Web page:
Whereas with the vaccine, you get your injections, and it requires no further effort from you. You have constant protection all the time, without you needing to do anything, apart from getting boosters every now and then.

I agree that a daily routine of nasal irrigation plus mouthwash is a tough sell. But you can’t convince anybody of anything if you don’t try. If public heath officials put as much effort into educating the public about these practices as they do promoting vaccines, at least more people would be aware that there are easy things that they can do to help themselves. Even if people can’t be convinced to do nasal irrigation for prevention, they should at least be made aware that it would be good thing to do if you are infected. Just using mouthwash alone would be of some benefit—that’s not hard to do. The failure of public heath officials to promote these practices erodes public trust. Why should we trust what we are told about vaccines from the people who would not even tell us about vitamin D, mouthwash, or nasal irrigation? I don’t understand why people see these matters as either/or propositions. Why not both/and? It has become clear that the vaccines are not enough. We need to also include other methods of prevention and early treatment.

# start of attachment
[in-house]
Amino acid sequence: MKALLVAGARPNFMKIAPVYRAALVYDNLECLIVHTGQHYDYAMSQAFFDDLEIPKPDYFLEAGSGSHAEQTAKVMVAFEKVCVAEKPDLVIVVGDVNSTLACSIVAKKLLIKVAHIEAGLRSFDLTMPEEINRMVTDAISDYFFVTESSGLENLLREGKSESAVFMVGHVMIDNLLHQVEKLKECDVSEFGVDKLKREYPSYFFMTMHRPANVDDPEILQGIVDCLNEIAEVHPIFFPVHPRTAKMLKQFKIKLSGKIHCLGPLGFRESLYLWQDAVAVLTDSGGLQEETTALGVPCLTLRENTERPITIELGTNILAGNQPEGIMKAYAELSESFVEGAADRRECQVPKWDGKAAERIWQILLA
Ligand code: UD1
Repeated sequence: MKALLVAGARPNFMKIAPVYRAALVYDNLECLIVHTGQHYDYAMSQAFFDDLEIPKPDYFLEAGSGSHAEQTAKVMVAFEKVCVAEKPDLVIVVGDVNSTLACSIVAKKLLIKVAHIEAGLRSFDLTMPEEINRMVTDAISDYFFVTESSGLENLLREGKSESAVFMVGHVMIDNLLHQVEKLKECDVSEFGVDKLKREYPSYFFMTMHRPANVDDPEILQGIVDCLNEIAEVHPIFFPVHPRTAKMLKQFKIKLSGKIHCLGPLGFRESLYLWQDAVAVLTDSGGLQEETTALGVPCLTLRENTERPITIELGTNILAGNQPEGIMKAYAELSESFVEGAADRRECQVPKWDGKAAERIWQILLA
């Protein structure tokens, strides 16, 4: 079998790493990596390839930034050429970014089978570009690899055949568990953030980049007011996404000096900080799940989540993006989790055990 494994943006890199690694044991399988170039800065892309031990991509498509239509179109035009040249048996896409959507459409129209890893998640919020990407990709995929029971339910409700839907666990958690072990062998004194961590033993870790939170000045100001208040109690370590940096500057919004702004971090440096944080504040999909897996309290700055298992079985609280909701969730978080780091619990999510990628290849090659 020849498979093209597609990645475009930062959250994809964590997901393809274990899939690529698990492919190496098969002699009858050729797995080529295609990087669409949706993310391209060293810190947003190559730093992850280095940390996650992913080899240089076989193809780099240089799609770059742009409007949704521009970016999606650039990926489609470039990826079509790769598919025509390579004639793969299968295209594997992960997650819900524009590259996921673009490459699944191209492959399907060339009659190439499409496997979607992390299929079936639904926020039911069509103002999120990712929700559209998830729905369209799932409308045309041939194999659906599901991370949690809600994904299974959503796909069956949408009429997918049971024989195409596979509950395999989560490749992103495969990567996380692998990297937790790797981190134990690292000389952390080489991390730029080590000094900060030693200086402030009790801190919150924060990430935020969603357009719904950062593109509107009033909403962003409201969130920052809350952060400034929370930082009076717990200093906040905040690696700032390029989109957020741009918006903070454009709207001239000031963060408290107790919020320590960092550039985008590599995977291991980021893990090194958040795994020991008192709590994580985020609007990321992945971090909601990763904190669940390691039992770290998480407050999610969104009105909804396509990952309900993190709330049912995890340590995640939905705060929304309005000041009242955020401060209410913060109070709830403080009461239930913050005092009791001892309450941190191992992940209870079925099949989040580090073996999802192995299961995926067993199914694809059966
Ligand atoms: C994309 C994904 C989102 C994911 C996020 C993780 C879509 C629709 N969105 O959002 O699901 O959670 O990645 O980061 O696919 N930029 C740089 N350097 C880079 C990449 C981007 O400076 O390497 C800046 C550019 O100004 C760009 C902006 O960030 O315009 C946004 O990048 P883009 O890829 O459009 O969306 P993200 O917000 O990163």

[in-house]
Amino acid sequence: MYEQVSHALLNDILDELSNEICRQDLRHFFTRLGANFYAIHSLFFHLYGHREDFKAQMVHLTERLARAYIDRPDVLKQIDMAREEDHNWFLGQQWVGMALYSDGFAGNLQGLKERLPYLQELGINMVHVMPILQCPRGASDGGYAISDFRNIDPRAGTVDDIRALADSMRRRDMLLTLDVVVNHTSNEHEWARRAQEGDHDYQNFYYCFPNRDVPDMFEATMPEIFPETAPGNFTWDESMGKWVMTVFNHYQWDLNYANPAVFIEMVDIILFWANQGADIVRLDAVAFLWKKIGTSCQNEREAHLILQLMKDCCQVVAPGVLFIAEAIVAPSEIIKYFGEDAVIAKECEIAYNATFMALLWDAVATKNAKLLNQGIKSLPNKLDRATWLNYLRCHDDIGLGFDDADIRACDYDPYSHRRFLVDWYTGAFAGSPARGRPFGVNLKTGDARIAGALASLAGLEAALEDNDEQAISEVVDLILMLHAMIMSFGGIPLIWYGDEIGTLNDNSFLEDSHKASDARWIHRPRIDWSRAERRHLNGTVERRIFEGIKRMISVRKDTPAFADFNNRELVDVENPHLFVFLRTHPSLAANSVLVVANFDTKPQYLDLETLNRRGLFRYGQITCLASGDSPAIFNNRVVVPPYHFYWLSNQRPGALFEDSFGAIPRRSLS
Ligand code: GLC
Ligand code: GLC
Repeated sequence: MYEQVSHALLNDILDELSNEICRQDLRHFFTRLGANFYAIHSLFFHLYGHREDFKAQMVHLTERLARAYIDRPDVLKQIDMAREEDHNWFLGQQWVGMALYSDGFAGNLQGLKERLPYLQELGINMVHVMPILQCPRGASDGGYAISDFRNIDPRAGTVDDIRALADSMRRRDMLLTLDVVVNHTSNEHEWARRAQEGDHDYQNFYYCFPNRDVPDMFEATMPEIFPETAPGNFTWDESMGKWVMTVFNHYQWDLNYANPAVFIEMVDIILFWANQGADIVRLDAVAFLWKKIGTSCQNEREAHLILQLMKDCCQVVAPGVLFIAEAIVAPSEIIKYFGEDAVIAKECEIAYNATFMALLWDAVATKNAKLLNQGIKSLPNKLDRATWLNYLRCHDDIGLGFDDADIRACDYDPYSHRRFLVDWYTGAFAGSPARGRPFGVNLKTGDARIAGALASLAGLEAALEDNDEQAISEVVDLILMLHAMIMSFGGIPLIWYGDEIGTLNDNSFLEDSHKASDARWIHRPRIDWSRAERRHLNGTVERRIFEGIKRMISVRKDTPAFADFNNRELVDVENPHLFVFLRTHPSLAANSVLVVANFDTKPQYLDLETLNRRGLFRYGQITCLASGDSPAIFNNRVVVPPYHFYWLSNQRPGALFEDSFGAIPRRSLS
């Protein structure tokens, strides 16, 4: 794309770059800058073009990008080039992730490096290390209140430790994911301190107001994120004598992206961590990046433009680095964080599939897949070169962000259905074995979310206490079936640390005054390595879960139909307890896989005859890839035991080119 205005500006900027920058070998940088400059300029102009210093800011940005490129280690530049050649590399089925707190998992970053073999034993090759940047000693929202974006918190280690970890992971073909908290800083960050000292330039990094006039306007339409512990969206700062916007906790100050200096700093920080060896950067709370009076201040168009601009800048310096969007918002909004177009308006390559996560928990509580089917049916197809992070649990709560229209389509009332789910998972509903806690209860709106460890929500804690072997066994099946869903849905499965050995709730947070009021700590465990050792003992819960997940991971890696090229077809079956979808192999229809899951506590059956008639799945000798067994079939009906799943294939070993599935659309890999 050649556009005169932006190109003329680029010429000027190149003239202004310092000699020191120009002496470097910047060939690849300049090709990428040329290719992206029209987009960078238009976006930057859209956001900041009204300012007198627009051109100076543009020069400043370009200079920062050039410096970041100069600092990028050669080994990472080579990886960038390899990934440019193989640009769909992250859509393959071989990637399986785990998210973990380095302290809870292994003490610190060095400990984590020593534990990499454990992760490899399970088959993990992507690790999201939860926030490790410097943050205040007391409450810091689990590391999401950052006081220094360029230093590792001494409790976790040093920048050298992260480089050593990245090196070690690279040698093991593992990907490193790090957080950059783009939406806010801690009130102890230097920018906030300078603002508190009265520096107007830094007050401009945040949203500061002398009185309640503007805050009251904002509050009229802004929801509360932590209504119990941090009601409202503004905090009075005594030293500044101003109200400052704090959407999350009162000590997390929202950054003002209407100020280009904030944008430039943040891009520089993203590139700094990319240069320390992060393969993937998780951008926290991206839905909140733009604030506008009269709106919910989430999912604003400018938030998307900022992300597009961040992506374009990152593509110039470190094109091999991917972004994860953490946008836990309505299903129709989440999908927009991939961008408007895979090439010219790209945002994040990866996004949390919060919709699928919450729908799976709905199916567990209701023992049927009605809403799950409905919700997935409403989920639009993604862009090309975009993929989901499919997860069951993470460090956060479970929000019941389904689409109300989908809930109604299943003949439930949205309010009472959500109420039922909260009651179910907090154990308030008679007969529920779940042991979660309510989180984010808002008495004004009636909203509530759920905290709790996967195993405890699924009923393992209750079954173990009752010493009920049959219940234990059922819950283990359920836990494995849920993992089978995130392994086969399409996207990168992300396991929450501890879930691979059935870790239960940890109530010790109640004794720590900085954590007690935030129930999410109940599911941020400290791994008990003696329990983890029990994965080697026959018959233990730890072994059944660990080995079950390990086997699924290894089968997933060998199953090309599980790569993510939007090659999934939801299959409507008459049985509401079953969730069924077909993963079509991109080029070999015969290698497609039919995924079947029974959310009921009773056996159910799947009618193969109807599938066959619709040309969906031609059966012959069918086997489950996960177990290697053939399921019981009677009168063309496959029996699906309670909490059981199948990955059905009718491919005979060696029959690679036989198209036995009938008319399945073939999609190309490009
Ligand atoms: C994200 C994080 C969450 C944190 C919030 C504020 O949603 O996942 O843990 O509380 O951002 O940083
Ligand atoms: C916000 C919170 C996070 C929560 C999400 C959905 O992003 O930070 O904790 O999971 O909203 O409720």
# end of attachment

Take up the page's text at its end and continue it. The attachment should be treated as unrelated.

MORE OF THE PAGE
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#54 Hip

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Posted 25 October 2021 - 03:41 AM

Even if people can’t be convinced to do nasal irrigation for prevention, they should at least be made aware that it would be good thing to do if you are infected.

 

Before recommending it, you would need evidence that nasal irrigation plus gargling with saline was effective for preventing hospitalization and death from COVID. 

 

It's up to research institutions such as universities to get that evidence, by trying to raise money to conduct a large clinical trial, or applying for a research grant. But of course raising money is easier said than done, especially when there is no profit to be made from a salt water gargle. Who is going to invest in that, if there is no return on investment? You might convince science funding bodies to invest, but it is extremely hard to get any research grants for any science research. If you actually speak to scientific researchers, they will tell you that money is always tight, and getting grants can be very difficult.